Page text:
Apr 212013
 

COTANGENT – By Daphne Cardillo

DaphneCardillo                                                                Our Dying Sea

My attention has suddenly shifted to a worsening condition that is given a little concern.  It is the destruction of our sea and marine life.

The Philippines is an archipelago linked by great waters surrounding our many islands.  The surrounding seas sustain the life within–people, plants, and that of animals.

The sea is our life; always taken for granted owing to its vastness and abundance, like the ever-present air we breathe.  We get a considerable amount of food from the sea.  We get non-edible products from the sea.  We trade and travel through the sea.  We hie off to relax near the sea.  And lastly, with a sigh of relief, we can throw our garbage to the sea.

But in recent years our sea is in a serious state of ruin.  It won’t be long from this present generation that our sea will be dead—cannot anymore be fished by our men, cannot anymore be bathed by our children.

The first problem is siltation, wherein sandy sediments are being carried and deposited to the sea.  This is mainly caused by the rampant destruction of our forests.  The lack of trees, which hold the waters from the rains and from the rivers of the mountains triggers soil erosion.  So does uncontrolled mining and quarrying.  As a consequence, there is a gradual but constant flow of sediments that settle at the seabed.

Living organisms under the sea are eventually covered by these sediments, which trap the sunlight that is essential for their growth.  But the most greatly affected are the coral reefs.  They are not only threatened with death and degeneration by siltation but with slow growth and reproduction.

The existing coral reefs that abound our seas were formed million of years before, only to be diminished by 20th century Philippines.  Further, it is reported that for coral reefs to regenerate, it would take at least fifty years—if left undisturbed.  If left undisturbed.  Coral reefs are the mating and hatching ground for fishes.  They also prevent the waves from making a big impact on the shores.

Another major problem is pollution.  Dumping both domestic and industrial waste to the sea brings this about.  It is reported that domestic waste accounts for 40% of the pollution resulting from the lack of an efficient sewerage system.  As a consequence, a great amount of waste from households and business establishments finally end up at the sea.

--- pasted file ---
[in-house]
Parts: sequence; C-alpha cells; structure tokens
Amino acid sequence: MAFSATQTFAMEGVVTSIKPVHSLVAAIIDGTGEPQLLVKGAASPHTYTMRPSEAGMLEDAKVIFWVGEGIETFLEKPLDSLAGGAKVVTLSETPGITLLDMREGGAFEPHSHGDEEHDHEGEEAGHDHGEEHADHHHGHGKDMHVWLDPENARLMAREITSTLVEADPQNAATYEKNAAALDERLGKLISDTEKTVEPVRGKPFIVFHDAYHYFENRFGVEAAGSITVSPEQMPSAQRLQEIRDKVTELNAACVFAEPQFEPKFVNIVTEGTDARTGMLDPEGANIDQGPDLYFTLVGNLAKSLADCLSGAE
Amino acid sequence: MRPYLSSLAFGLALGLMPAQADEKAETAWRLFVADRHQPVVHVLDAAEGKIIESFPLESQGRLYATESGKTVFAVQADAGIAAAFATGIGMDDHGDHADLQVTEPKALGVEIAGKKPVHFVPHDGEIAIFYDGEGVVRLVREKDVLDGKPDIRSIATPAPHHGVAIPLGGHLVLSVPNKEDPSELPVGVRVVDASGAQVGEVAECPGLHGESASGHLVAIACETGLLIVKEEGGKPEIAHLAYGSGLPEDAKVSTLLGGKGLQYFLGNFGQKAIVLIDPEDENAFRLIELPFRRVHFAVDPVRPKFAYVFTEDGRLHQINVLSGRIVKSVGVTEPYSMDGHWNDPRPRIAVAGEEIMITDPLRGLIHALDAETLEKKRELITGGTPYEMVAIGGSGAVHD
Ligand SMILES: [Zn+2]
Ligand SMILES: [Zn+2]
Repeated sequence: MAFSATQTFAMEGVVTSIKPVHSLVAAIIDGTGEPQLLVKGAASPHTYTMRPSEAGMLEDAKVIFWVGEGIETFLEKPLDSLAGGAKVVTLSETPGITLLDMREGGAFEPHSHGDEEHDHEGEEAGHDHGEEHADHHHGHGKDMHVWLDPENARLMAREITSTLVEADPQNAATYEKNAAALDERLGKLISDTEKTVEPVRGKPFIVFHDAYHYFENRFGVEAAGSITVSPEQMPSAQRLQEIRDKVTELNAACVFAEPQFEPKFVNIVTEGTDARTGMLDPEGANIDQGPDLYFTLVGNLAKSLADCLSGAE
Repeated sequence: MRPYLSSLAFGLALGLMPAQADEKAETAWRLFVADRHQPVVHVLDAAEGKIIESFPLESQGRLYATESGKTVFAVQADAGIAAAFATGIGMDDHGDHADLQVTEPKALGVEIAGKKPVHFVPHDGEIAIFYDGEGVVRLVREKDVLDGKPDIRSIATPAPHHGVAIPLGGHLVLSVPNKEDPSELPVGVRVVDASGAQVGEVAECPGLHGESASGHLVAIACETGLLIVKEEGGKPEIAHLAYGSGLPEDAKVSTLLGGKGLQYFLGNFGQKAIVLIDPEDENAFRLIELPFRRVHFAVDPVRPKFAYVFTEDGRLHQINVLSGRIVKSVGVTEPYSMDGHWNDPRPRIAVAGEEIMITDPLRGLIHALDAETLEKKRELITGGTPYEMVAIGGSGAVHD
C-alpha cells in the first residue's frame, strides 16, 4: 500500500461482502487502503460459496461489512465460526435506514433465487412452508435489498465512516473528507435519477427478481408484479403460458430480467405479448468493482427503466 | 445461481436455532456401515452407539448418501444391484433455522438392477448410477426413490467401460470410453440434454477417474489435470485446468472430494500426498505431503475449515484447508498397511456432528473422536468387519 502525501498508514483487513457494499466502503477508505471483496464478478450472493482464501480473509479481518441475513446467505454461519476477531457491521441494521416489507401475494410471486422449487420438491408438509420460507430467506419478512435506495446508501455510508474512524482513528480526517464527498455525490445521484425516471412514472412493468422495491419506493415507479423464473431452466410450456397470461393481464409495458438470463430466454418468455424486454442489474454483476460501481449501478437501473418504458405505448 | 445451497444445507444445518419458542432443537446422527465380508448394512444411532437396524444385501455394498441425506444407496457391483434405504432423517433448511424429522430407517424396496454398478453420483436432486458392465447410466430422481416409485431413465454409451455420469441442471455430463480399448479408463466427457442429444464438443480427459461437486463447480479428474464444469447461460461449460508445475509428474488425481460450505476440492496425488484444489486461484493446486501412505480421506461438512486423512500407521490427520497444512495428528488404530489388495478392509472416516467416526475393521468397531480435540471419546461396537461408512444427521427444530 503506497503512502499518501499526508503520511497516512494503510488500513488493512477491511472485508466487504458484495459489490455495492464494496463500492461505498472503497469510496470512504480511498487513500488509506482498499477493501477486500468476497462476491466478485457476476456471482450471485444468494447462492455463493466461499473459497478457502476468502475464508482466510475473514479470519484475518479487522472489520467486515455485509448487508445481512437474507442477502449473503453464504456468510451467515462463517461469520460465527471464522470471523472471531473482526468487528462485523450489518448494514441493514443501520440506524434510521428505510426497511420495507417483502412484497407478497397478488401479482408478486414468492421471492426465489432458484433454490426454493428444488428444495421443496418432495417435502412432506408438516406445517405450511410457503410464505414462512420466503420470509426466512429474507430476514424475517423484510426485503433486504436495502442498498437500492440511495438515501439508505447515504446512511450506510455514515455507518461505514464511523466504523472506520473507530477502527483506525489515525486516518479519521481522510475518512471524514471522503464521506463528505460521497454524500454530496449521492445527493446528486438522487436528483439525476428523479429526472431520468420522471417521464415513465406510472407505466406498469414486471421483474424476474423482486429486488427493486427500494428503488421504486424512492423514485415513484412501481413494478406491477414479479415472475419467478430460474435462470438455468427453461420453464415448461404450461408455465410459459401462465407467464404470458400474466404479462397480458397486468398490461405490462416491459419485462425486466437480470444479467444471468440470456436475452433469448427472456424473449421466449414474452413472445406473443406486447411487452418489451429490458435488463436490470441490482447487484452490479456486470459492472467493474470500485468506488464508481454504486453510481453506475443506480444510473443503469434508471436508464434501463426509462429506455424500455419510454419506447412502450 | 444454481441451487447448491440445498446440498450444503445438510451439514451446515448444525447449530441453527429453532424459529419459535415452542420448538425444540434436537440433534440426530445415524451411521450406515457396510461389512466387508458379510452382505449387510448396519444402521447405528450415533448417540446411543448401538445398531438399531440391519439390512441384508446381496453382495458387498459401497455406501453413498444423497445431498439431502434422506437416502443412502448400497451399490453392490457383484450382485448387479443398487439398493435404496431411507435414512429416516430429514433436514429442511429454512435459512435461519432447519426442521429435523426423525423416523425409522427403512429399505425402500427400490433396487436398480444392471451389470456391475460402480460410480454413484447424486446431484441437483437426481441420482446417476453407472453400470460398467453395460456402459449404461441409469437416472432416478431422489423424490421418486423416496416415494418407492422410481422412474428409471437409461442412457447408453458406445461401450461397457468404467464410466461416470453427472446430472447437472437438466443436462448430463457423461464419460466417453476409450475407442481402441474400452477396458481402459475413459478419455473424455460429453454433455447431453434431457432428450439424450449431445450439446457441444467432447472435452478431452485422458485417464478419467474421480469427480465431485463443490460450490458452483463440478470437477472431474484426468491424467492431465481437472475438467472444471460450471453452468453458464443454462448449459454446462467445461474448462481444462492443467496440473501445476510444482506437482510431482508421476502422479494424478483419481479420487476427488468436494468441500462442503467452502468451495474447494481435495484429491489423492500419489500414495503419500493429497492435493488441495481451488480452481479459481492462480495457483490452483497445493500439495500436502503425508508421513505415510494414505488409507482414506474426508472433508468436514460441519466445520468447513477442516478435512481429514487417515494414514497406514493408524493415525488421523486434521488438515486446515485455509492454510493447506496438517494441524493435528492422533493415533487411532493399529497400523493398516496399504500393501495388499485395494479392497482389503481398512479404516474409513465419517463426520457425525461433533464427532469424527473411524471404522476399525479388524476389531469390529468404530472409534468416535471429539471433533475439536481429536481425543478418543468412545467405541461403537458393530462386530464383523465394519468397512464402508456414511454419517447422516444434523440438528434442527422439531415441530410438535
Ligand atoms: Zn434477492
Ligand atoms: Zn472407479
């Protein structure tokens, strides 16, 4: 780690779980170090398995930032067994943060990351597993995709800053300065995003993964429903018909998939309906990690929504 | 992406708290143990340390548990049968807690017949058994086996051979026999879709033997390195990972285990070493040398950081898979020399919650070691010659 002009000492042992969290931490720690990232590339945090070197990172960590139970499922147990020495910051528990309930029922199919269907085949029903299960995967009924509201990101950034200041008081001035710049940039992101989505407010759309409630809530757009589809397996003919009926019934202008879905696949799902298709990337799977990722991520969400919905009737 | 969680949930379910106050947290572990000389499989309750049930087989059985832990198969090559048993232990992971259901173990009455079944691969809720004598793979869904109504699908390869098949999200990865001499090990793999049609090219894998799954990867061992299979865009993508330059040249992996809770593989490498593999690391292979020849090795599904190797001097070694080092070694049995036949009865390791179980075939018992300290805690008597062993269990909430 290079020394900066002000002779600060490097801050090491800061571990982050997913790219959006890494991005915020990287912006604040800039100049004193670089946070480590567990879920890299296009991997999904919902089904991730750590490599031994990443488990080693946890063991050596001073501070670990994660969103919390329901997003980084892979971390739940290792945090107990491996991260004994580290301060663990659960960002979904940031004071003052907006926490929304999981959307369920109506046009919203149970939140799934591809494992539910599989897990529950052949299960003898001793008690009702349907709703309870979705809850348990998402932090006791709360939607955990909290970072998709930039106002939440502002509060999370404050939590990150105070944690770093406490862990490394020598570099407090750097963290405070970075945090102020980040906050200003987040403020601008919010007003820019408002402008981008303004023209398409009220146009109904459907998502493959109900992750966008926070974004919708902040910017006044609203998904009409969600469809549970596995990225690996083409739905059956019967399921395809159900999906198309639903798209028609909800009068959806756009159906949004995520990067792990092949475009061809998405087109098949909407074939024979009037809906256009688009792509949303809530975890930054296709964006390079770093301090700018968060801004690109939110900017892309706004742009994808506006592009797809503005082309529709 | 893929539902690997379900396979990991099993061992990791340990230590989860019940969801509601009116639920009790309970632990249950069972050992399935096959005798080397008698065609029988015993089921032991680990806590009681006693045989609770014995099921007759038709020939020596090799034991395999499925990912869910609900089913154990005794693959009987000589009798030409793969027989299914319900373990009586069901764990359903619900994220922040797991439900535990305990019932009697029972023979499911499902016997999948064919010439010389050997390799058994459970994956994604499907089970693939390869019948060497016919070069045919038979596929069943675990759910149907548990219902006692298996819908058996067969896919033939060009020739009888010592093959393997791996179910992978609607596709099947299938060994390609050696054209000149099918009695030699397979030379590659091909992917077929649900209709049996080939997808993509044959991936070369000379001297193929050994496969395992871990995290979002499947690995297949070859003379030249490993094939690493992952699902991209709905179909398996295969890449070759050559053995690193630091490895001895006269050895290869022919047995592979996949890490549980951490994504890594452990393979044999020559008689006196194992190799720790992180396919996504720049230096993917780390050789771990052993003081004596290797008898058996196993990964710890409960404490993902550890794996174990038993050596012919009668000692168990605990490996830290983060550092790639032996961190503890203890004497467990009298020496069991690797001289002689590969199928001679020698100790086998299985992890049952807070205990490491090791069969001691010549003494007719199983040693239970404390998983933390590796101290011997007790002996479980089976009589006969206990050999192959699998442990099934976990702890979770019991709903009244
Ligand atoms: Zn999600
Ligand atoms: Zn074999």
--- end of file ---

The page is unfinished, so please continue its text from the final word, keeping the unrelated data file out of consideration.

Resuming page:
The presence of waste creates an ecological imbalance, practically altering and threatening marine life.  The high content of toxic elements in some areas was observed to cause the emergence of water organisms that results in red tide.  There are other causes of red tide but pollution is notably one.

Finally, illegal fishing results in the diminution of fishes in the nearby shores.  Coral reefs are not only destroyed but fishes are untimely caught, especially during spawning season.  Their pace of reproduction turned out to be inversely proportional with the rise in population eating the commodity.  Besides, through the years, the kinds of fishes found in the market are becoming few, their sizes becoming smaller and smaller.  This was manifested by the proliferation of Hawol-hawol in Samar.

Now, all the problems posed by our dying sea are caused by man and therefore can be corrected.  That is our hope.  We must always remember that the sea is part of nature and like the flash flood in Ormoc and the landslide in Ginsaugon, we might not be able to fathom how the sea will finally take its toll on men.

 

 

 

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